As soon as I saw a picture of the spring (above), I knew we needed to see it for ourselves.
Best. Decision. Ever.
The intense blue colour in the centre of the hot spring is due to sunlight being scattered by fine particles suspended in the water. The yellow, orange, and brown colours encircling the hot springs and lining the runoff channels are caused by thermophiles, heat-loving microorganisms.
I never knew that colours like this existed naturally! Especially from water!
Lower Geyser Basin / Artist Paint Pots / Mud Volcano
You know you are spoiled in Yellowstone National Park when areas such as these seem pale in comparison to the others above. Throughout the park are other fumaroles (steam holes), beautifully coloured hot springs, sites of bubbling clay and areas of boiling mud.
Mammoth Hot Springs
The final thermal area we visited included a series of travertine terraces created from calcium carbonate deposits over thousands of years as hot water from the spring cooled. Unfortunately, underground channels have shifted over the last five years rendering most of the terraces dry.
Despite its inactivity, it was still a worthwhile visit.
I can imagine it would have been beautiful to see when the springs were all flowing!
The Canyons Region
Another highlight of the park is The Grand Canyon of Yellowstone! It’s a stunning 1,200-foot-deep canyon where the Yellowstone River flows with cascading Upper and Lower Falls along its way.
Who doesn’t love a great waterfall?
We lucked out on our visit too with some insider information from a Park expert! Lisa, a friend Kevin met in Africa, has worked in Yellowstone for years as a photography guide. She let us know the exact time the sun hits the waterfall creating a spectacular rainbow.
I couldn’t believe it. Her timing was dead on!
While the thermal and canyon regions are two of the most visited sites in Yellowstone National Park, the best experience comes from driving through its beautiful valleys to get up close to its wildlife.
This former lake bed is now a beautiful rolling valley famous for its abundant wildlife in the park!
While at times we drove through the valley witnessing little activity, sometimes we hit the jackpot!
Now this is what I had been waiting for!
Dunraven Pass / Tower-Roosevelt / Lamar Valley
While we loved every moment of having bison surround the cars, what we really wanted to see were some wolves! Reintroduced into the park in 1995 after being extinct to the area for more than 70 years, these rare animals are actively sought after in the park.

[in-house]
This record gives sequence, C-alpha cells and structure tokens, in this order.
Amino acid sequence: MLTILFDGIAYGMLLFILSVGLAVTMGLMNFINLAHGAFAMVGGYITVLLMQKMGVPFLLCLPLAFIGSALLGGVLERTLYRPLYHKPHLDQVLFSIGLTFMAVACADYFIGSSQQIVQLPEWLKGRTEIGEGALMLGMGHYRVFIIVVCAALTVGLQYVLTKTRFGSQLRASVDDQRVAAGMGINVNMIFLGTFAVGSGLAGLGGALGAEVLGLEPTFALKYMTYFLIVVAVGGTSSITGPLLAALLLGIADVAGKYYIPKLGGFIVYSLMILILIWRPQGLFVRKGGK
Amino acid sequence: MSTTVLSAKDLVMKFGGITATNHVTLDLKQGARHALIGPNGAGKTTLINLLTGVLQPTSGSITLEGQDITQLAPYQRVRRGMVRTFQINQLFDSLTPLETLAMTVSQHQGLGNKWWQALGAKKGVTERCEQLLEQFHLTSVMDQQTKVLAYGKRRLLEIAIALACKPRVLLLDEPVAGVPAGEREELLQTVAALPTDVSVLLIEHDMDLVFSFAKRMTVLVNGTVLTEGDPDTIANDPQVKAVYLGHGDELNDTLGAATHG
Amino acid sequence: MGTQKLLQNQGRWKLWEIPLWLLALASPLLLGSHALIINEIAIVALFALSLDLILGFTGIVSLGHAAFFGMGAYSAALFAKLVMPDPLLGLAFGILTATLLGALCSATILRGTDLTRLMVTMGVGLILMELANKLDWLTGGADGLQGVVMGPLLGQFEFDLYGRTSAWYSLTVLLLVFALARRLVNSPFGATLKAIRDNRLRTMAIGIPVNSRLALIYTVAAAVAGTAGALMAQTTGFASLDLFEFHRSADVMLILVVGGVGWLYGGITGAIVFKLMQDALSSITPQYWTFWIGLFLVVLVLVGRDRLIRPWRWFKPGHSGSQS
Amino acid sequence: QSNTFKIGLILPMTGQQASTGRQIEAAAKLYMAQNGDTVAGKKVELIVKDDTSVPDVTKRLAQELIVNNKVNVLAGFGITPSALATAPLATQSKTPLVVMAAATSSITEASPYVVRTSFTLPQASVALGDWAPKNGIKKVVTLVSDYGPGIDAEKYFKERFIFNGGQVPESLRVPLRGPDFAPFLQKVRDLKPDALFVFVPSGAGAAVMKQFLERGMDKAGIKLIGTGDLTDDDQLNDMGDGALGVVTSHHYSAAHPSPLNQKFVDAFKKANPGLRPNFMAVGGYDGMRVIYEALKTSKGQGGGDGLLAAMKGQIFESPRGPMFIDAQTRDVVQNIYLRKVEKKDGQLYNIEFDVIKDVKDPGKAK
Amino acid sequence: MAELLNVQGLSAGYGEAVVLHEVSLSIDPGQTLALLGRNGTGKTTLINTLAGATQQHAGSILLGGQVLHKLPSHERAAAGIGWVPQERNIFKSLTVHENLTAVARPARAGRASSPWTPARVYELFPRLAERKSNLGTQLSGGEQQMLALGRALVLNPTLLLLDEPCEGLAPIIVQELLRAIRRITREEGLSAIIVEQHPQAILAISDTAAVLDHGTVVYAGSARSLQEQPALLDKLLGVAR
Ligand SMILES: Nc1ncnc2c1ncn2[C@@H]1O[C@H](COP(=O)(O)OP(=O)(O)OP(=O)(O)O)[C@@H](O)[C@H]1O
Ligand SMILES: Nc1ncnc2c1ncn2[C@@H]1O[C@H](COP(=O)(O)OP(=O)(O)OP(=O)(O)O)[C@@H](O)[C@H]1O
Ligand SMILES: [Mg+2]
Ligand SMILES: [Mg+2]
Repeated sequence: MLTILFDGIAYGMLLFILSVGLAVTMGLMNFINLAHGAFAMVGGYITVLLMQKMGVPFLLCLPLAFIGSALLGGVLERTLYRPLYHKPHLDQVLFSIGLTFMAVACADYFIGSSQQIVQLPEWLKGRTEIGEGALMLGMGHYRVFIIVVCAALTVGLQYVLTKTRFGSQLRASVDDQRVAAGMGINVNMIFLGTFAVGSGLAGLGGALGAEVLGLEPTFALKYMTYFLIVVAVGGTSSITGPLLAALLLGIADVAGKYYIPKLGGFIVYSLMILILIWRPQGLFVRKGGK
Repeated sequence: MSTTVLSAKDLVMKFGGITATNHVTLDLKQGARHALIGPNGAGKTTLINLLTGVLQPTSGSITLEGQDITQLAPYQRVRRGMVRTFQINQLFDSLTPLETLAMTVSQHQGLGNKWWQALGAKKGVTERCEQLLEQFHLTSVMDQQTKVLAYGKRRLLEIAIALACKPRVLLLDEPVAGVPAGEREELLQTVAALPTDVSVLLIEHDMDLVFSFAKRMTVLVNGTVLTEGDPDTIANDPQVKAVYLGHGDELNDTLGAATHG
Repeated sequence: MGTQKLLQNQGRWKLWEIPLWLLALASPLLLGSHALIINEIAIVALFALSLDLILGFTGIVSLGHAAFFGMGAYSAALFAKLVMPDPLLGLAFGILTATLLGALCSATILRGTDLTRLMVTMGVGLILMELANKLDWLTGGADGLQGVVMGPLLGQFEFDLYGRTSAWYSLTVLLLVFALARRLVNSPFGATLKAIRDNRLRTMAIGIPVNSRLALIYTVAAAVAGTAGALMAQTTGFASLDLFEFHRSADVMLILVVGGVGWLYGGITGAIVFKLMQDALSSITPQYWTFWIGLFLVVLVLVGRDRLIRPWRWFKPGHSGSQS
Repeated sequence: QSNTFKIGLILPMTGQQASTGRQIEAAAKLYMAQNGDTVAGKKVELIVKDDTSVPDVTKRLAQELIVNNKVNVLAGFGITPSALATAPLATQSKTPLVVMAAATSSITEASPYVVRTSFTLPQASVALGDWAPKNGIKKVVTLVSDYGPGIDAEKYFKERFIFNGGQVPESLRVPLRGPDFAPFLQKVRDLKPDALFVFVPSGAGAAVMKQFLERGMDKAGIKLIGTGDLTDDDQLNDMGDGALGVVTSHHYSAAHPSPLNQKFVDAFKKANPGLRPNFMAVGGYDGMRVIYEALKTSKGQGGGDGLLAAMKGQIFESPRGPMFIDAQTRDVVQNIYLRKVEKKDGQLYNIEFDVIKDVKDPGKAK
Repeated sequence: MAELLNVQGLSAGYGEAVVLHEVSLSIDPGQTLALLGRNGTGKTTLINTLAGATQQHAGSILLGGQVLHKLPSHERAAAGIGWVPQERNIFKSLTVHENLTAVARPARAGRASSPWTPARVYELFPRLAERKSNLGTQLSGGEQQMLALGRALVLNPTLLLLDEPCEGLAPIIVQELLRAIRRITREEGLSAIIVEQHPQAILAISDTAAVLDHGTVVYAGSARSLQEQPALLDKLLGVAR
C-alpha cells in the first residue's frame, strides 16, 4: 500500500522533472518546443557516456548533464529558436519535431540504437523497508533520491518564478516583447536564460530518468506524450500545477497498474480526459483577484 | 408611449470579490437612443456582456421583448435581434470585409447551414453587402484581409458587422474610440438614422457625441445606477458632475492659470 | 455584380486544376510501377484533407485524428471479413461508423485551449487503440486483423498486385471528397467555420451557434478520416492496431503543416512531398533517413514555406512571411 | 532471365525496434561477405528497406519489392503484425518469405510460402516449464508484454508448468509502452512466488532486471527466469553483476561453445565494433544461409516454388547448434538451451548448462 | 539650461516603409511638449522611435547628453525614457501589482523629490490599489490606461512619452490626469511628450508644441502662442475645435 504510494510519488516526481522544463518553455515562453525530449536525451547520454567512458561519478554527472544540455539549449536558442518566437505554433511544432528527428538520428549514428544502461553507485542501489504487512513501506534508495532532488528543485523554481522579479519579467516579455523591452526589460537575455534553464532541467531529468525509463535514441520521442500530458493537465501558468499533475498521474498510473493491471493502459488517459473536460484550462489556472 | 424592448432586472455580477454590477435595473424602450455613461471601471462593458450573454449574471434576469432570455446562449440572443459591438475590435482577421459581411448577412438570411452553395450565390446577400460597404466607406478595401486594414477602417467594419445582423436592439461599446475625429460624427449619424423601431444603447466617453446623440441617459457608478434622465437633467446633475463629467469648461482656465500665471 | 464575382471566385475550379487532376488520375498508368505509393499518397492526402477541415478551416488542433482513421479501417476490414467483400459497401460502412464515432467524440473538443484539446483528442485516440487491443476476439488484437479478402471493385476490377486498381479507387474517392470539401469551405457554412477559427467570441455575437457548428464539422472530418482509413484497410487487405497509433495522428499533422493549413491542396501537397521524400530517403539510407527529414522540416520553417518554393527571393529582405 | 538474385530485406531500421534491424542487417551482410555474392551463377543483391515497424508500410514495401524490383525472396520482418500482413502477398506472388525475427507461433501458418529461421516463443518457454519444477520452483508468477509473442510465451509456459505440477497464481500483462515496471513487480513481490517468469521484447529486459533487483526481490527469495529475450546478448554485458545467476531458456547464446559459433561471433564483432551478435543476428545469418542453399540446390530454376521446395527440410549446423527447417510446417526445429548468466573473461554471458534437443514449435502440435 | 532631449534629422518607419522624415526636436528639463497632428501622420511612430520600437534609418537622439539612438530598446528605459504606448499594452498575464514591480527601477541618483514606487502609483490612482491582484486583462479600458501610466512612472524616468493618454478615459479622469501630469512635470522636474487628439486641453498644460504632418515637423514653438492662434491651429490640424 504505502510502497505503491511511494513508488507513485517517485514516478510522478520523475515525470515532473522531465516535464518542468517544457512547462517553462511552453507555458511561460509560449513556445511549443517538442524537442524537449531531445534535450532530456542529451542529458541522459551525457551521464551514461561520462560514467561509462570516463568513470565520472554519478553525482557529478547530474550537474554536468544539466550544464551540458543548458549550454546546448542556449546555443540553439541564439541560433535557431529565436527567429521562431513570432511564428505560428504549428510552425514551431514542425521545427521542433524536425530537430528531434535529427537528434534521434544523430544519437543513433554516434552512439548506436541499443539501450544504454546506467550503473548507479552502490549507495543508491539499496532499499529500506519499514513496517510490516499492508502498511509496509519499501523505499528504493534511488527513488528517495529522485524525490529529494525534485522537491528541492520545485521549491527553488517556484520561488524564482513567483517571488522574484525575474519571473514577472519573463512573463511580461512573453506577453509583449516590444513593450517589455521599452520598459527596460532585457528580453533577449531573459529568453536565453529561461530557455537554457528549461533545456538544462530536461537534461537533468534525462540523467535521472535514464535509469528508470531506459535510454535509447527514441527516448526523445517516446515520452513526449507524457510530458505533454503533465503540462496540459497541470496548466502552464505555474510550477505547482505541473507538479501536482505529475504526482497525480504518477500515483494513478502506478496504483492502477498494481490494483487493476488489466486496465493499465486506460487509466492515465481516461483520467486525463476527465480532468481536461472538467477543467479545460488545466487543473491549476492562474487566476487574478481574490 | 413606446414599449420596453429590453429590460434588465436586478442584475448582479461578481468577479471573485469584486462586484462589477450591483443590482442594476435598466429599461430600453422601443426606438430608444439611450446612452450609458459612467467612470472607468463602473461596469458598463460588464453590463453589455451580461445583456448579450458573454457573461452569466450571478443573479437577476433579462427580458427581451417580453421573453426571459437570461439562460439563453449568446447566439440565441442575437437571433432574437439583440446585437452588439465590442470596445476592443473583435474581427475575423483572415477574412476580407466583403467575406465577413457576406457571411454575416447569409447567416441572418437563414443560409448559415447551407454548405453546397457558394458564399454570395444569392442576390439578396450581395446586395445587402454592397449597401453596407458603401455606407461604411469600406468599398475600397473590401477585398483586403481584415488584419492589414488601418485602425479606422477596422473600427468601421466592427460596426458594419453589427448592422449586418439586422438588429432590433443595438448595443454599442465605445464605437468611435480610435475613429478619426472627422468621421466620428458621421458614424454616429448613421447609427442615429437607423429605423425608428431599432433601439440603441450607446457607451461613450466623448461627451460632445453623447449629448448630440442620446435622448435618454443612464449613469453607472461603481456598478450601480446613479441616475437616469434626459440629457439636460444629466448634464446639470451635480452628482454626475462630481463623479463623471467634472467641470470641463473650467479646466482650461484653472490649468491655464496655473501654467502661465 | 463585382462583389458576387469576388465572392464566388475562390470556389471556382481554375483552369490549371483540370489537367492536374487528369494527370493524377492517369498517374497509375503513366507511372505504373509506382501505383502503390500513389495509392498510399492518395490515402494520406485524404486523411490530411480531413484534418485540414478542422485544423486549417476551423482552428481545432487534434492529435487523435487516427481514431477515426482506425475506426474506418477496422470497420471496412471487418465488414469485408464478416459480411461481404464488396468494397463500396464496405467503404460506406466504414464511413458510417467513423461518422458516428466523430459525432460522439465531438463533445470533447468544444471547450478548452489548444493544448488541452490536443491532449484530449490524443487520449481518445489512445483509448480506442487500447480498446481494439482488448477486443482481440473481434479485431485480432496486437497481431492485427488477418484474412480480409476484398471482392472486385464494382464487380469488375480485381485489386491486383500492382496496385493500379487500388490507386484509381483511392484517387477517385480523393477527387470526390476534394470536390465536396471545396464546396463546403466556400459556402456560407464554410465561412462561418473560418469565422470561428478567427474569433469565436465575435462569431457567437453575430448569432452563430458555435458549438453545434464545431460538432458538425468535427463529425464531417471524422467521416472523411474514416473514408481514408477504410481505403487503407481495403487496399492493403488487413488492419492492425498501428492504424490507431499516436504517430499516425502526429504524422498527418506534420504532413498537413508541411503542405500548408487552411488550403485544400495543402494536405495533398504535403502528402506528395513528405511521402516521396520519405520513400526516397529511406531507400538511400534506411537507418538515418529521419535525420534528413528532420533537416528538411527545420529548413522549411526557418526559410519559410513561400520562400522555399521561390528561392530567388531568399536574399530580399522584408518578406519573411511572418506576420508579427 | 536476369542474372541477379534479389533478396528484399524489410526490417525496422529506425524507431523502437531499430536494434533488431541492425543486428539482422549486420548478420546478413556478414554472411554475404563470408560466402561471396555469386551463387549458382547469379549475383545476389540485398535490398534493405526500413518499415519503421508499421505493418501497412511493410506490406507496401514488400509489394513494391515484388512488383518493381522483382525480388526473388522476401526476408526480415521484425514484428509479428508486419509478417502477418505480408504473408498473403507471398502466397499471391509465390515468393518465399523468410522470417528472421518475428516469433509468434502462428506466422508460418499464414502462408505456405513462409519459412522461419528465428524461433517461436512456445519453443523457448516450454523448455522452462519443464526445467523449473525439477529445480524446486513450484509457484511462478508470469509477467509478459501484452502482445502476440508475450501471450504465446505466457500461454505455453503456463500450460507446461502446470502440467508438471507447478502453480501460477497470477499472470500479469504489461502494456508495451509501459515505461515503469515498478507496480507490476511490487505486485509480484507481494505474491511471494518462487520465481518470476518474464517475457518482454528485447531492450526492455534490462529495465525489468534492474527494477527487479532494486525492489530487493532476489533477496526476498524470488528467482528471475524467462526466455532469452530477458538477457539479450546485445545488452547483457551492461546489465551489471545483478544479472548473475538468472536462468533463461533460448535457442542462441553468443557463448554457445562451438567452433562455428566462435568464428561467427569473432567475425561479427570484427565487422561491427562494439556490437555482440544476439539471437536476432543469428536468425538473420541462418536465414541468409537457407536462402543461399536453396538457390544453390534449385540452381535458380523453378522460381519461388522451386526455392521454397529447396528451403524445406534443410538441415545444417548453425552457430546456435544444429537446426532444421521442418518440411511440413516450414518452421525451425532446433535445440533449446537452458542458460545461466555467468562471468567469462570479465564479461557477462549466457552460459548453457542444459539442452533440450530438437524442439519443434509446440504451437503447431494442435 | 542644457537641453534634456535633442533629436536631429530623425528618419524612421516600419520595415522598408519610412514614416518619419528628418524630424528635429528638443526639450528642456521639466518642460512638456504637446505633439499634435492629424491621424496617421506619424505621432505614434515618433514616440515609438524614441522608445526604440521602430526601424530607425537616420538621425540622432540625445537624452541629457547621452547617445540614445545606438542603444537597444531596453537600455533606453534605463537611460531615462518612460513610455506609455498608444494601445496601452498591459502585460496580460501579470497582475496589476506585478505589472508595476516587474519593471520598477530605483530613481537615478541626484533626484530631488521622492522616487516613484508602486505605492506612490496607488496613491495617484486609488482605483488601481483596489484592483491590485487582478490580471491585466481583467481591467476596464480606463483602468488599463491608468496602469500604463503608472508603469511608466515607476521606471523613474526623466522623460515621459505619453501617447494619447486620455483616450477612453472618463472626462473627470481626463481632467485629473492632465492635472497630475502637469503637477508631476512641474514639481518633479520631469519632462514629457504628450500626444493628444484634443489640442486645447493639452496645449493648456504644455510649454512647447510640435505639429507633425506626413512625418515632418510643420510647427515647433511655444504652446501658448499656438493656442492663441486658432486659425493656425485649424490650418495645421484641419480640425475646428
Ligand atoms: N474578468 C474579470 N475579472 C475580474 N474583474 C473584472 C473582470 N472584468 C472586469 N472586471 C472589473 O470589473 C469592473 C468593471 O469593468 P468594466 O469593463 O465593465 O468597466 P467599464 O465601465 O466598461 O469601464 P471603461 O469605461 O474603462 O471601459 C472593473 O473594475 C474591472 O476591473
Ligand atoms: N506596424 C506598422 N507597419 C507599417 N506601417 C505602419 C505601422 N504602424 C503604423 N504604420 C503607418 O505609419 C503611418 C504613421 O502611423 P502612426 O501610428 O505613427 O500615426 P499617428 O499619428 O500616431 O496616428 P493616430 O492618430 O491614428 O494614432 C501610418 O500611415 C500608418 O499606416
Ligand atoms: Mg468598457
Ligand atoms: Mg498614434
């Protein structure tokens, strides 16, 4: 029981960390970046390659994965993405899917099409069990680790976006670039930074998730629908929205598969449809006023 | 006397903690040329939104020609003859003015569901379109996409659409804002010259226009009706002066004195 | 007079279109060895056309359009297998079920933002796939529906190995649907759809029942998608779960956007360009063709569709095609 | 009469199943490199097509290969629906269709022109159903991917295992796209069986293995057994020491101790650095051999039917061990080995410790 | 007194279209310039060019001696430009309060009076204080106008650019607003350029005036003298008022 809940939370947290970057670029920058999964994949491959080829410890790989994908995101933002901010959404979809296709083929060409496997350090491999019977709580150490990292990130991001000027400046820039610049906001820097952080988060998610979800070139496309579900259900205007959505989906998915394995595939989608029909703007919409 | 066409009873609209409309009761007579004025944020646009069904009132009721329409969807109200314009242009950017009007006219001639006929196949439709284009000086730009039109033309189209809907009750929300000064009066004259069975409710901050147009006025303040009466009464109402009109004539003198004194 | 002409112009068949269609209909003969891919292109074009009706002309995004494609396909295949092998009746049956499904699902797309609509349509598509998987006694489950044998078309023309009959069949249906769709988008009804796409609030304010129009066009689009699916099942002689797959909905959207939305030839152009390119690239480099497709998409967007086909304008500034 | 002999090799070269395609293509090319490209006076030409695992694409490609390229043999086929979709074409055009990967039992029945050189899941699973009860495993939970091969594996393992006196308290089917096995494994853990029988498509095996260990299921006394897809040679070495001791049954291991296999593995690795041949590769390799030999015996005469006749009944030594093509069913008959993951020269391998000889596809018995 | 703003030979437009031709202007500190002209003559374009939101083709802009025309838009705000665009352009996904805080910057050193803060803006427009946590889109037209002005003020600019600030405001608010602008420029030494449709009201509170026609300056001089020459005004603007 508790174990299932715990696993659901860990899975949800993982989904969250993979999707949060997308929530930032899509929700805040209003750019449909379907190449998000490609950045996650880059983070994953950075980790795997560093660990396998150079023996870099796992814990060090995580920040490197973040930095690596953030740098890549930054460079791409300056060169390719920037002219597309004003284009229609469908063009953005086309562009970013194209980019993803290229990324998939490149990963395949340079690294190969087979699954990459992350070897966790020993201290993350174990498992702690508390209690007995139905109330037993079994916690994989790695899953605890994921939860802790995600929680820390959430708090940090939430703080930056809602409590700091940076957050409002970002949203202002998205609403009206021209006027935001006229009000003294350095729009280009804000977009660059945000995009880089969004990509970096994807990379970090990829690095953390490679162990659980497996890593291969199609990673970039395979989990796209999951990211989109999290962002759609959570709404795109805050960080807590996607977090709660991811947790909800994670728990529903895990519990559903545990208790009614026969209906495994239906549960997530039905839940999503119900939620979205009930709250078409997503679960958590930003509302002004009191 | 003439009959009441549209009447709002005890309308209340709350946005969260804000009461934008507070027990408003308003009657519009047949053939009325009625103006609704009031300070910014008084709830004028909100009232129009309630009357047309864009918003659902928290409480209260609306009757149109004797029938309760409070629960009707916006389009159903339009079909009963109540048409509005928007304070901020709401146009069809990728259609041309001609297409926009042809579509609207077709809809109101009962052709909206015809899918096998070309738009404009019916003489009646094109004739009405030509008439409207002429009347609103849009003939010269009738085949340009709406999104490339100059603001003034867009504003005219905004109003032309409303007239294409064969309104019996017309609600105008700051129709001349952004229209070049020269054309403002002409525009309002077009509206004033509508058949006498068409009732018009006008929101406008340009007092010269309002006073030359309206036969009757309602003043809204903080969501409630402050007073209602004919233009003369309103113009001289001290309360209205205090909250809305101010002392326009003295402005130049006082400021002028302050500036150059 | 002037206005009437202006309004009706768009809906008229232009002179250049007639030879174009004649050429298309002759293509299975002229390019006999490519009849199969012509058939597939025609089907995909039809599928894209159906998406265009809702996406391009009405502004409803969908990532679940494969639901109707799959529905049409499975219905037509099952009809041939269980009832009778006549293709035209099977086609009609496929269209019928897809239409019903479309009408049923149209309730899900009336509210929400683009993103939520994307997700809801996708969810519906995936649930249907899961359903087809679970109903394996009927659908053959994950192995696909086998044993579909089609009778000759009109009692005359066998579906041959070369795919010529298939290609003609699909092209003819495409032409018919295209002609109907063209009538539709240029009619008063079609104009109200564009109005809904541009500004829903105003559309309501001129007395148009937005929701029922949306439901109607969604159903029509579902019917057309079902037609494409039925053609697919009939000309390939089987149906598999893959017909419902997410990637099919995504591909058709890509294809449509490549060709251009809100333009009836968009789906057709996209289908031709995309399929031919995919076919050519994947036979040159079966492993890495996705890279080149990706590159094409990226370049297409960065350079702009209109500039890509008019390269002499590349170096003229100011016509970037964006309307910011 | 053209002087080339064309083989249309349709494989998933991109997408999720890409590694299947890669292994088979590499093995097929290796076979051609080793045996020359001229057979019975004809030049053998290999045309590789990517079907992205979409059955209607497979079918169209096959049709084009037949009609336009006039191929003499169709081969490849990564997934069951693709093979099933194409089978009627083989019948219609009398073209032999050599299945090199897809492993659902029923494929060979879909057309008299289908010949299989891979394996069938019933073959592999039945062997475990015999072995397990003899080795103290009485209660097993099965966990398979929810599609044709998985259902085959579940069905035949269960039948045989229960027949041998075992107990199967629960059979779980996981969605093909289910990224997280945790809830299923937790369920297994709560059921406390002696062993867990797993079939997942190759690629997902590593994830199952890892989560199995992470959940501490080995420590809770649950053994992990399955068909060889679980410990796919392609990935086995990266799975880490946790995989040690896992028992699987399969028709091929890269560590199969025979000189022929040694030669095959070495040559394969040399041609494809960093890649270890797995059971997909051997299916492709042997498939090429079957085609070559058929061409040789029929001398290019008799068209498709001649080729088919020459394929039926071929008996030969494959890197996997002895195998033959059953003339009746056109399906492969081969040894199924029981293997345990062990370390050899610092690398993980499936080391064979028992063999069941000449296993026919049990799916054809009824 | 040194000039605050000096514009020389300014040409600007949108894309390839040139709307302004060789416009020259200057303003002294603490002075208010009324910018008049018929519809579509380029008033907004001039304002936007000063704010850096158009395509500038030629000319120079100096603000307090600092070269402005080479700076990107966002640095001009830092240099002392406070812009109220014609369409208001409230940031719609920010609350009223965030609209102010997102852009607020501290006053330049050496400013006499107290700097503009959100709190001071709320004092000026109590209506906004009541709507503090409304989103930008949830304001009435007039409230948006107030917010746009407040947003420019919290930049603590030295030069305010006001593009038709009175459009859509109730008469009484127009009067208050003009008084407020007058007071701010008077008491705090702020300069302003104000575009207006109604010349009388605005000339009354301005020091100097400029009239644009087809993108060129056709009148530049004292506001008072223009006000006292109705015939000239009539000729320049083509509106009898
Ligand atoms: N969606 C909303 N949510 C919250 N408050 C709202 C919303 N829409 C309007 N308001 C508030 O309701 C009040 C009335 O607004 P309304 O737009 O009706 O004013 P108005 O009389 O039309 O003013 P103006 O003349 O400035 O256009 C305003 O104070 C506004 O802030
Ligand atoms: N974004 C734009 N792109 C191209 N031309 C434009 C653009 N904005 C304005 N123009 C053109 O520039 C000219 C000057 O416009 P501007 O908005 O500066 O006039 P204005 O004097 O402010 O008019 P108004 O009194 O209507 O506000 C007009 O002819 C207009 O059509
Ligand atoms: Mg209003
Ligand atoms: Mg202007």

We wanted to be one of the ones who got to see them!
What we didn’t know was as of 2013, only 95 wolves have been counted in the park. Spread out over 2.2 million acres, our odds weren’t great. But we knew the Lamar Valley was where our odds were greatest!
As we drove toward the Lamar Valley through Dunraven Pass into Tower-Roosevelt, we knew this was going to be a special place in the park.
We spent hours driving through the Lamar Valley enjoying the greenery, rolling hills, rivers and mountains that surround it.
Unfortunately, other than the odd elk and bison, we saw very little wildlife the time of day we drove through. We had hoped to reach the valley closer to dawn when the animals are active but it takes over two hours to reach the Lamar Valley from the South Entrance.
Like I said, Yellowstone is HUGE.
While we never saw any wolves, we were not disappointed. The scenery of the Lamar Valley makes the trip worthwhile. The wolves would have just been a bonus!
Driving Through Yellowstone National Park
There are some places in the park that are not part of a particular site. Along the scenic drives in Yellowstone you can find spectacular landscape of waterfalls, rivers, lakes and forests. We appreciated every view along the way!
We also saw a bear on the side of the road digging but I was too slow to get the shot! Luckily, I think we will have ample opportunity to see a bear in these next couple of months.
Yellowstone National Park was an amazing experience! Even though we had a full week in the park, it still wasn’t enough time to see it all. Luckily, we think we experienced the best the park had to offer.
So, what did we do with other week?
WELL, I haven’t even gotten to Grand Teton National Park yet!….